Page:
The diocesan bishop of the archdiocese is the Archbishop for the Military Services. The current archbishop is Timothy P. Broglio. He is assisted by several auxiliary bishops. Together they oversee Catholic priests serving as military chaplains throughout the world. None of the priests of the Archdiocese are incardinated in the Archdiocese. Each of its priests remains incardinated in his diocese or religious institute. The Archdiocese maintains its offices in Washington, D.C., but has no territorial boundaries or "seat". The Archdiocese has no cathedral or bishop's church. Rather, the Archdiocese has jurisdiction wherever American men and women in uniform serve. The jurisdiction of the Archdiocese extends to all United States government property in the United States and abroad, including U.S. military installations, embassies, consulates and other diplomatic missions.
Prior to the creation of the Military Ordinariate and then the Archdiocese for the Military Services, the armed forces of the United States was served by an informal corps of volunteer priests. Beginning in 1917, the spiritual care of those in military service fell to the Military Ordinariate, the equivalent of a personal vicariate apostolic, that is, a particular church the membership of which is defined by some personal quality (as in this case being a member or a dependent of a member of the armed services) that is headed by a legate of the pope. Originally, the ordinariate was headed by then-Bishop Patrick J. Hayes, an auxiliary bishop of the Archdiocese of New York who served double duty as papal military vicar for the United States beginning on November 24, 1917.
Hayes was chosen because New York was the primary port of embarkation for U.S. troops leaving for Europe and therefore a convenient contact point for Catholic chaplains serving with them. When Cardinal John Farley, Archbishop of New York, died, Hayes was appointed as his successor and simply kept the additional title and duty of military vicar. In November 1939, the Holy See established the Military Vicariate of the United States of America. The post remained an additional duty of the archbishop of New York from Hayes' time until Cardinal Terence Cooke began plans to separate it as its own jurisdiction in the early 1980s, plans he was unable to carry out before his death in 1983. His successor, Cardinal John Joseph O'Connor, a former Navy chaplain, former chief of Navy chaplains (the military's title for its own senior chaplain officer) and former auxiliary bishop for the military, then assisted in creating the separate Archdiocese for the Military Services, USA, in 1985 and participated in the selection of its first own archbishop. On July 21, 1986, the military vicariate was elevated to the Military Ordinariate of the Archdiocese for the Military Services of the United States. As of April 2013, about 25% of the U.S. armed forces are Catholic.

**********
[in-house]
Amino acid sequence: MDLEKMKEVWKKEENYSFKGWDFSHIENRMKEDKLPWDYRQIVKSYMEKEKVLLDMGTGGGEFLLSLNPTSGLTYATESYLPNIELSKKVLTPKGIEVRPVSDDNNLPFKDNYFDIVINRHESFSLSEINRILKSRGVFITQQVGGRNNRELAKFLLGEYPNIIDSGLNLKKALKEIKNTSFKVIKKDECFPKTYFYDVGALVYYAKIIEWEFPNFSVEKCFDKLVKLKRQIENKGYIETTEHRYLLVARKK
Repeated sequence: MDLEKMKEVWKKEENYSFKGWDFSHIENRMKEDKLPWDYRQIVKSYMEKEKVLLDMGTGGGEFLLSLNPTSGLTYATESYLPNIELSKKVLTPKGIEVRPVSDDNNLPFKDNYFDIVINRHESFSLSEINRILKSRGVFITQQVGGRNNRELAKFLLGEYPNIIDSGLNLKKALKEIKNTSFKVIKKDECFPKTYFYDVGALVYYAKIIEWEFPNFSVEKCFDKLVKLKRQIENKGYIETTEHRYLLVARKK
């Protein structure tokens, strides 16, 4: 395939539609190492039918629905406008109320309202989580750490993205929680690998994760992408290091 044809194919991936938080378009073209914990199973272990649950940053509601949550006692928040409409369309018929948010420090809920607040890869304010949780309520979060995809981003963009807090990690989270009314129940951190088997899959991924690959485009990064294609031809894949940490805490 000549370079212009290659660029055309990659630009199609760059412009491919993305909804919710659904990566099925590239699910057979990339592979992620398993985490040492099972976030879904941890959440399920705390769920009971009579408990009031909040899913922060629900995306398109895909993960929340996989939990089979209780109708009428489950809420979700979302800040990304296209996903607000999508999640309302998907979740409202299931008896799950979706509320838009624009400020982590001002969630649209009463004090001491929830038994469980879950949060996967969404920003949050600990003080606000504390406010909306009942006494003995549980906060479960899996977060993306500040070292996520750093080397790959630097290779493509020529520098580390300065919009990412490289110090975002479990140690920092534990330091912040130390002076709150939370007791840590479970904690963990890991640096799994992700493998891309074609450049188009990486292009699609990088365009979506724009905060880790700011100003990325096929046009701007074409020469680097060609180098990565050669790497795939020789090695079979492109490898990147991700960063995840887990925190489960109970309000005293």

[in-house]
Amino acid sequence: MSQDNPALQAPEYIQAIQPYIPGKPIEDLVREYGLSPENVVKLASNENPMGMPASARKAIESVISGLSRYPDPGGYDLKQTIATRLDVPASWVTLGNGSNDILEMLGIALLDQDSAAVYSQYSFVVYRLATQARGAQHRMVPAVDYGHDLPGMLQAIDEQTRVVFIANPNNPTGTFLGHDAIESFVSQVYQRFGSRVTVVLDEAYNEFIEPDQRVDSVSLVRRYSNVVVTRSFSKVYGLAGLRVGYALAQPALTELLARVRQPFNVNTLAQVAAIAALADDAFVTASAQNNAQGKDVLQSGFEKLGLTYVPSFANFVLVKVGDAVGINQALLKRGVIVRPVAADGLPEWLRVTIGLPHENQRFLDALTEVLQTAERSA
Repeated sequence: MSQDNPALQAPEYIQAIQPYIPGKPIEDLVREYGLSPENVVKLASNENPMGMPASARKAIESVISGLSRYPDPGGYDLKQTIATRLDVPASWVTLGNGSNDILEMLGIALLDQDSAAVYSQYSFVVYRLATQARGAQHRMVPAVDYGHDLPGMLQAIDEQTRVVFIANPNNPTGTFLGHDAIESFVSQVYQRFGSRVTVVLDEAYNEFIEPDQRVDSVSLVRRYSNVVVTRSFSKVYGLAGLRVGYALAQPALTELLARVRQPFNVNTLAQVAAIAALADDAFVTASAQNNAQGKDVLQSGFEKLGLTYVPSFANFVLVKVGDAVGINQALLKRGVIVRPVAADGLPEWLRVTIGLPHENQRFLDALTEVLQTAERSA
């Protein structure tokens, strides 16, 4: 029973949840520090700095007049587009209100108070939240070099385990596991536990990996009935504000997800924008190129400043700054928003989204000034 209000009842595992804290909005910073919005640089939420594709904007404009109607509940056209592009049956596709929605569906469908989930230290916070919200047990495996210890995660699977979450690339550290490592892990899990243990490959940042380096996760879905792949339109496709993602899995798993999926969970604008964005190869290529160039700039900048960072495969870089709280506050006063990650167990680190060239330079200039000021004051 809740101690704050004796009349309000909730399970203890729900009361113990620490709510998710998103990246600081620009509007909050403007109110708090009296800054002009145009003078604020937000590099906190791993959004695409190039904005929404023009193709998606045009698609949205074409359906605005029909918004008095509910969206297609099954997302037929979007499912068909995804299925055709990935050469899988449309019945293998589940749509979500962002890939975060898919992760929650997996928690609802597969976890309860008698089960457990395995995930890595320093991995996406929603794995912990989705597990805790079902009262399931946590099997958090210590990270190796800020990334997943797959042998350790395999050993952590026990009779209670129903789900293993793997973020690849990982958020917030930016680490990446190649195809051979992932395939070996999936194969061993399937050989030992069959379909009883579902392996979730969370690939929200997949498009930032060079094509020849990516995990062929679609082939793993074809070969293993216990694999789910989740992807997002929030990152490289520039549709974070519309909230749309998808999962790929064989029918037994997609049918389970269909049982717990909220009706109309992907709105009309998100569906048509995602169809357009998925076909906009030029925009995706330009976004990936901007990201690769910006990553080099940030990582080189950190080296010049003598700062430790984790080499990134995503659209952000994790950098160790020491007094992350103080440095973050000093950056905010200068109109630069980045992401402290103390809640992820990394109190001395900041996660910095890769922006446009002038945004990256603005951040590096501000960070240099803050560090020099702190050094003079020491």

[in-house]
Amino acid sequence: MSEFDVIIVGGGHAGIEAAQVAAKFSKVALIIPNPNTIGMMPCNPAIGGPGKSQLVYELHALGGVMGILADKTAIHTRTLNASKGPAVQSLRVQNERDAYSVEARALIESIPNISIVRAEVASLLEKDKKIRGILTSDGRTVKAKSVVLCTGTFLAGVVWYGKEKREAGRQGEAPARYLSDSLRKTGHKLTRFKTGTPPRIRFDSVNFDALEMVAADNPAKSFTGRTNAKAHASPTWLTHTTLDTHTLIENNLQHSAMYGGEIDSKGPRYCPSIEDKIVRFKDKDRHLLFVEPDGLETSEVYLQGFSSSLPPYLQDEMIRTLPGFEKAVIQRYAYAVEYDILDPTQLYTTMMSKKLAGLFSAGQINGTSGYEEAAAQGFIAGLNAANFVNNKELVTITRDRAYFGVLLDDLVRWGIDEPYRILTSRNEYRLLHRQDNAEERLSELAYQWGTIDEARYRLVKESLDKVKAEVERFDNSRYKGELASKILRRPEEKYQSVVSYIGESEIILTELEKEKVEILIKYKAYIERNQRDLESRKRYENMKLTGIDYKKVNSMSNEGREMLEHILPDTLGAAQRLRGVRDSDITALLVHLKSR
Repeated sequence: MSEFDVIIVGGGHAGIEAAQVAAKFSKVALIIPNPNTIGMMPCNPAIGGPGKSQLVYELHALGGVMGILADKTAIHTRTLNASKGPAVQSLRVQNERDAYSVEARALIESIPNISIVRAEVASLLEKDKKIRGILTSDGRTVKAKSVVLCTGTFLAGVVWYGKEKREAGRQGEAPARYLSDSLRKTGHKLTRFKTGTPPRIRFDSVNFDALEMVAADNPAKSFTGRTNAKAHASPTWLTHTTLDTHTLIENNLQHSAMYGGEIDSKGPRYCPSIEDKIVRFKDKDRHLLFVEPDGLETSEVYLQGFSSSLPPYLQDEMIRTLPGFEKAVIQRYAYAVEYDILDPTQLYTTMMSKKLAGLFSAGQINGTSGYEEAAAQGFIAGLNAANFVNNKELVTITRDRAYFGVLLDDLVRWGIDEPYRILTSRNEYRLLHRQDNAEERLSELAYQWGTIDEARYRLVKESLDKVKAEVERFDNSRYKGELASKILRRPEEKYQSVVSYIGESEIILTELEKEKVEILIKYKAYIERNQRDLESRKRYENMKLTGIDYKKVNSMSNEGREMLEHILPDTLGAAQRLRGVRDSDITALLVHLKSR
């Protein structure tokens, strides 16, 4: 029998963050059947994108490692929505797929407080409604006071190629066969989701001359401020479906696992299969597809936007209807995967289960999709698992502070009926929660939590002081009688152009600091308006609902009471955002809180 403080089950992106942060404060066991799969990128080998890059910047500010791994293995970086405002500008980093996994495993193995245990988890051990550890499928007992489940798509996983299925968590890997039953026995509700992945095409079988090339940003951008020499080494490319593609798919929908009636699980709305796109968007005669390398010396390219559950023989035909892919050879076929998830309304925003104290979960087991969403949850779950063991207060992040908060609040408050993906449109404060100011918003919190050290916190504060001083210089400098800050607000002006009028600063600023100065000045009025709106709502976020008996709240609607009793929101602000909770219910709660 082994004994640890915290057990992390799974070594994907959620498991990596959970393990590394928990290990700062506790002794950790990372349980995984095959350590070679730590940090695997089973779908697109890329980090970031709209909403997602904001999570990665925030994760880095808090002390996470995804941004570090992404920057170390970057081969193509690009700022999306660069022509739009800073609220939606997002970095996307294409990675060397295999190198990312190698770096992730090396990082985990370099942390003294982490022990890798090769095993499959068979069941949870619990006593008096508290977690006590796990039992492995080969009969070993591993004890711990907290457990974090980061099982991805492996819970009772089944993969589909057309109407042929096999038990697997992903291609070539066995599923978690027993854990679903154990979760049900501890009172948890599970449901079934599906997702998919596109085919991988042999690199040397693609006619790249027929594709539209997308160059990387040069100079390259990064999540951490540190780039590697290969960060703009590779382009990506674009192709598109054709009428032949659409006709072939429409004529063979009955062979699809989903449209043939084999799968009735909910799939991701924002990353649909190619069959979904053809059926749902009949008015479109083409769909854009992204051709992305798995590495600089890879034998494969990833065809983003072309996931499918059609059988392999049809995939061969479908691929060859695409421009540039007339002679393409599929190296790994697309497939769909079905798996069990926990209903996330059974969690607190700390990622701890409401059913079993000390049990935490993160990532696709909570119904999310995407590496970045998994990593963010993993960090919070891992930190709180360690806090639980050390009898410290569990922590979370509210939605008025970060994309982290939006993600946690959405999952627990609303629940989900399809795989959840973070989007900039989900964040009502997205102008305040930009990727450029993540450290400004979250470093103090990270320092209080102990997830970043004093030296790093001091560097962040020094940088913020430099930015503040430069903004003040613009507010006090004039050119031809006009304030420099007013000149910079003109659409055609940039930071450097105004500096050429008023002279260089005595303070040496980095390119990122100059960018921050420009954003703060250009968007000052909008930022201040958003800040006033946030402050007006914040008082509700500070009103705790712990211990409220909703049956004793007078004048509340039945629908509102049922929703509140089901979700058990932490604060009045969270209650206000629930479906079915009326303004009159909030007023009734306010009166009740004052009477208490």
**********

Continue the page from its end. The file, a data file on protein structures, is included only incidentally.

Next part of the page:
* O'Hara was appointed "military delegate" at the same time that Spellman was appointed "military vicar," essentially making Bishop O'Hara something a bit more than the vicar general under then-Archbishop Spellman's jurisdiction.
The Geneva Conventions state (Protocol I, 8 June 1977, Art 43.2) that chaplains are noncombatants: they do not have the right to participate directly in hostilities. Captured chaplains are not considered Prisoners of War (Third Convention, 12 August 1949, Chapter IV Art 33) and must be returned to their home nation unless retained to minister to prisoners of war.
Francis P. Duffy – Chaplain for the 69th Infantry Regiment (a military unit from New York City and part of the New York Army National Guard) – known as "The Fighting 69th" – which had been federalized and redesignated the 165th U.S. Infantry Regiment.